News / Middle East

Netanyahu Takes on the World in Israeli Election Campaign

Israel's Prime Minister Benjamin Netanyahu stands next to a free-electron laser (FEL) during a visit to the Ariel University Center in the West Bank Jewish settlement of Ariel, January 8, 2013.
Israel's Prime Minister Benjamin Netanyahu stands next to a free-electron laser (FEL) during a visit to the Ariel University Center in the West Bank Jewish settlement of Ariel, January 8, 2013.
Reuters
It's Bibi against the world on a campaign trail that took the combative Israeli prime minister to a Jewish settlement on Tuesday.
 
Enjoying a wide opinion poll lead before a Jan. 22 election, Benjamin Netanyahu has been lecturing the international community - vocal in its criticism of settlement expansion on occupied territory and his hints of military action against Iran - about what it should really be worried about.
 
The right-wing candidate, known by his childhood nickname "Bibi", has been striving in campaign appearances to strike a common chord in a country where a song titled, "The whole world is against us", was once a hit.
 
"The great danger to the world is not from Jews building in our ancestral capital in Jerusalem, it's from nuclear weapons in Iran," Netanyahu said on Monday in a speech in the holy city, to which both Israel and the Palestinians stake claims.
 
A day later, he travelled to Ariel, a major Jewish settlement in the occupied West Bank, where his government's granting of university status to a college last month drew international condemnation.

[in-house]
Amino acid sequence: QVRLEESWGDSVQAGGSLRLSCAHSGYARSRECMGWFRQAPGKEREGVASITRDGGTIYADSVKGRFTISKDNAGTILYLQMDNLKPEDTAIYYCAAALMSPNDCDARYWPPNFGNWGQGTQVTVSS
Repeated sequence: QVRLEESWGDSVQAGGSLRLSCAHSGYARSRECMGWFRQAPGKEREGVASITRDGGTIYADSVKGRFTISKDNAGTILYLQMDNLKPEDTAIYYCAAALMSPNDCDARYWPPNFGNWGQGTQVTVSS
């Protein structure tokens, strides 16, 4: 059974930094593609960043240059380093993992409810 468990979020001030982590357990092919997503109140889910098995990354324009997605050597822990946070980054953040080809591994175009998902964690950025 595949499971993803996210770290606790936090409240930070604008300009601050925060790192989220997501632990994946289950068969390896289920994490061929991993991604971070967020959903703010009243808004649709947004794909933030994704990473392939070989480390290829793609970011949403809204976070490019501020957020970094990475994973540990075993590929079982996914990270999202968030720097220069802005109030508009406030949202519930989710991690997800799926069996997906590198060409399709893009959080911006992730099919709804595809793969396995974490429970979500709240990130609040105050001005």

Tweaking his message to match the locality, Netanyahu said, "The danger to the world is not from the university in Ariel or Israeli construction in the neighborhoods of Jerusalem. The danger comes from Iran, which is building nuclear weapons."
 
Iran says its nuclear program is for peaceful energy only. Netanyahu has long been at odds with even Israel's closest Western allies over settlement building in the West Bank, territory captured in a 1967 war that Palestinians seek as part of a future state.
 
His tough talk on Iran, hinting heavily that Israel might attack its nuclear facilities unilaterally unless international sanctions persuade Tehran to halt uranium enrichment, has raised the alarm in world capitals.
 
Chemical weapons
 
The civil war in nearby Syria and Israeli fears that Syrian chemical weapons could fall into the hands of Islamist rebels also figure high on Netanyahu's campaign list of eye-openers for foreign leaders.
 
"I call on the world to wake up. History will judge severely those who equate democratic Israel, which is establishing a university [in Ariel], to those tyrannical regimes slaughtering their countrymen and possessing weapons of mass destruction," he said during his visit to the settlement.